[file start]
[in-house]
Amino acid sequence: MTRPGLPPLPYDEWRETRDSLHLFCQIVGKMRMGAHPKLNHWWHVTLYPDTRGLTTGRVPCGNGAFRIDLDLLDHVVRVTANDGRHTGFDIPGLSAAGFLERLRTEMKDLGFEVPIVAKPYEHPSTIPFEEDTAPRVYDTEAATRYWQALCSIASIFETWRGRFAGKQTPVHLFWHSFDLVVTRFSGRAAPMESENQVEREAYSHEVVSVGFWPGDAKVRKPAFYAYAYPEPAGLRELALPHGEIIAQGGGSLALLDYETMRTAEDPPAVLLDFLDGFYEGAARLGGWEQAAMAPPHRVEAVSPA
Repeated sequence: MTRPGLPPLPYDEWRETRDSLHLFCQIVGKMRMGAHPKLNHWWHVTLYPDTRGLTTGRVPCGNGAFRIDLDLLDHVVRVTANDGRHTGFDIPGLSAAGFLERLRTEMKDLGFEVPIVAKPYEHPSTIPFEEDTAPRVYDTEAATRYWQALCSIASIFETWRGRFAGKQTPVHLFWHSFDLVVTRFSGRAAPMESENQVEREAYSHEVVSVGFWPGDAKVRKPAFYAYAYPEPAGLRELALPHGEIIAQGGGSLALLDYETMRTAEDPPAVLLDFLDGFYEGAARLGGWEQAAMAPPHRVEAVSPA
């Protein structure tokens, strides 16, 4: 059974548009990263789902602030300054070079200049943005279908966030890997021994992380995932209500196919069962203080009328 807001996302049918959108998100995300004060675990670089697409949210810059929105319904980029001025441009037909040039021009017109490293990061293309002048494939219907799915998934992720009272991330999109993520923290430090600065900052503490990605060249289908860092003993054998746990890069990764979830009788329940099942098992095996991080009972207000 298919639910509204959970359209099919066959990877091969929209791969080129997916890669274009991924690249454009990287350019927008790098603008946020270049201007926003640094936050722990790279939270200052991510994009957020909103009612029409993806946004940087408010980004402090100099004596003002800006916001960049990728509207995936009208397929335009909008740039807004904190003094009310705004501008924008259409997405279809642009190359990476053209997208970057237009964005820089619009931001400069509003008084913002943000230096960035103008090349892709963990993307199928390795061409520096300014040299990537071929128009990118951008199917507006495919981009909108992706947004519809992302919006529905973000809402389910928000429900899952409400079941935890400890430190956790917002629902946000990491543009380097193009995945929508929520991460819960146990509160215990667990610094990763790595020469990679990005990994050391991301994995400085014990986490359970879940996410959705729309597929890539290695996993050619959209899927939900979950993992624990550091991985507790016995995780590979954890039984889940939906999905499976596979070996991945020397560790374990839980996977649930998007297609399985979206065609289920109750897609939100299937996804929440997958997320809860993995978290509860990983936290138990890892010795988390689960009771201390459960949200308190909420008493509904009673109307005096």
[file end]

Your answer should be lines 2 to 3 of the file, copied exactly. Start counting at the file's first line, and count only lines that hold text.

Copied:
Amino acid sequence: MTRPGLPPLPYDEWRETRDSLHLFCQIVGKMRMGAHPKLNHWWHVTLYPDTRGLTTGRVPCGNGAFRIDLDLLDHVVRVTANDGRHTGFDIPGLSAAGFLERLRTEMKDLGFEVPIVAKPYEHPSTIPFEEDTAPRVYDTEAATRYWQALCSIASIFETWRGRFAGKQTPVHLFWHSFDLVVTRFSGRAAPMESENQVEREAYSHEVVSVGFWPGDAKVRKPAFYAYAYPEPAGLRELALPHGEIIAQGGGSLALLDYETMRTAEDPPAVLLDFLDGFYEGAARLGGWEQAAMAPPHRVEAVSPA
Repeated sequence: MTRPGLPPLPYDEWRETRDSLHLFCQIVGKMRMGAHPKLNHWWHVTLYPDTRGLTTGRVPCGNGAFRIDLDLLDHVVRVTANDGRHTGFDIPGLSAAGFLERLRTEMKDLGFEVPIVAKPYEHPSTIPFEEDTAPRVYDTEAATRYWQALCSIASIFETWRGRFAGKQTPVHLFWHSFDLVVTRFSGRAAPMESENQVEREAYSHEVVSVGFWPGDAKVRKPAFYAYAYPEPAGLRELALPHGEIIAQGGGSLALLDYETMRTAEDPPAVLLDFLDGFYEGAARLGGWEQAAMAPPHRVEAVSPA